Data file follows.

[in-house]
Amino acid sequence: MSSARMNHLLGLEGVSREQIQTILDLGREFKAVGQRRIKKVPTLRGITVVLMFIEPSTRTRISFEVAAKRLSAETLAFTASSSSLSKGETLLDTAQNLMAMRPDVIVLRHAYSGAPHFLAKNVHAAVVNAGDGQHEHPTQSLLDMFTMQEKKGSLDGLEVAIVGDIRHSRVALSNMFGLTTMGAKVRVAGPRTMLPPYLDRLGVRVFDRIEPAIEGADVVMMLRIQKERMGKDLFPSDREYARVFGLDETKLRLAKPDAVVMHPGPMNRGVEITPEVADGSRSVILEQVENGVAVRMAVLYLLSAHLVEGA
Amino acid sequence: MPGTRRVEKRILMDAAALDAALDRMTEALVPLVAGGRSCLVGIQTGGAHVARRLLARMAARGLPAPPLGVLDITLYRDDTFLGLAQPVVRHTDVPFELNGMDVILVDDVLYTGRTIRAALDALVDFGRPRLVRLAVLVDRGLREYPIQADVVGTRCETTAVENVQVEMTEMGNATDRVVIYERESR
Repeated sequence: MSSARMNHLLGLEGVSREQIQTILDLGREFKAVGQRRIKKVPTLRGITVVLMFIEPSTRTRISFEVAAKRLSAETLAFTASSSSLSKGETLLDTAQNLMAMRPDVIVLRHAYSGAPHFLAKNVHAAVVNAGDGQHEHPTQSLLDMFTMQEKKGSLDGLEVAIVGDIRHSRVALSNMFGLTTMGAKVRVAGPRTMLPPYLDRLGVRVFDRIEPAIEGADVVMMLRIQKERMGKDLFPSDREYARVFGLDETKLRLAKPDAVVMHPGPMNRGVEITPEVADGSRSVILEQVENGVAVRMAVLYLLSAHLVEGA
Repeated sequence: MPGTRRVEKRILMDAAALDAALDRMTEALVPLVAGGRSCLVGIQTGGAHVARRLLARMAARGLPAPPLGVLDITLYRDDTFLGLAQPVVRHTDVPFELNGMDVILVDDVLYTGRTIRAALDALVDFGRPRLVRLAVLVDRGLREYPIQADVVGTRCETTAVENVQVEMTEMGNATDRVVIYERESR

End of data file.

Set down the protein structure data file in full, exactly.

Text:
[in-house]
Amino acid sequence: MSSARMNHLLGLEGVSREQIQTILDLGREFKAVGQRRIKKVPTLRGITVVLMFIEPSTRTRISFEVAAKRLSAETLAFTASSSSLSKGETLLDTAQNLMAMRPDVIVLRHAYSGAPHFLAKNVHAAVVNAGDGQHEHPTQSLLDMFTMQEKKGSLDGLEVAIVGDIRHSRVALSNMFGLTTMGAKVRVAGPRTMLPPYLDRLGVRVFDRIEPAIEGADVVMMLRIQKERMGKDLFPSDREYARVFGLDETKLRLAKPDAVVMHPGPMNRGVEITPEVADGSRSVILEQVENGVAVRMAVLYLLSAHLVEGA
Amino acid sequence: MPGTRRVEKRILMDAAALDAALDRMTEALVPLVAGGRSCLVGIQTGGAHVARRLLARMAARGLPAPPLGVLDITLYRDDTFLGLAQPVVRHTDVPFELNGMDVILVDDVLYTGRTIRAALDALVDFGRPRLVRLAVLVDRGLREYPIQADVVGTRCETTAVENVQVEMTEMGNATDRVVIYERESR
Repeated sequence: MSSARMNHLLGLEGVSREQIQTILDLGREFKAVGQRRIKKVPTLRGITVVLMFIEPSTRTRISFEVAAKRLSAETLAFTASSSSLSKGETLLDTAQNLMAMRPDVIVLRHAYSGAPHFLAKNVHAAVVNAGDGQHEHPTQSLLDMFTMQEKKGSLDGLEVAIVGDIRHSRVALSNMFGLTTMGAKVRVAGPRTMLPPYLDRLGVRVFDRIEPAIEGADVVMMLRIQKERMGKDLFPSDREYARVFGLDETKLRLAKPDAVVMHPGPMNRGVEITPEVADGSRSVILEQVENGVAVRMAVLYLLSAHLVEGA
Repeated sequence: MPGTRRVEKRILMDAAALDAALDRMTEALVPLVAGGRSCLVGIQTGGAHVARRLLARMAARGLPAPPLGVLDITLYRDDTFLGLAQPVVRHTDVPFELNGMDVILVDDVLYTGRTIRAALDALVDFGRPRLVRLAVLVDRGLREYPIQADVVGTRCETTAVENVQVEMTEMGNATDRVVIYERESR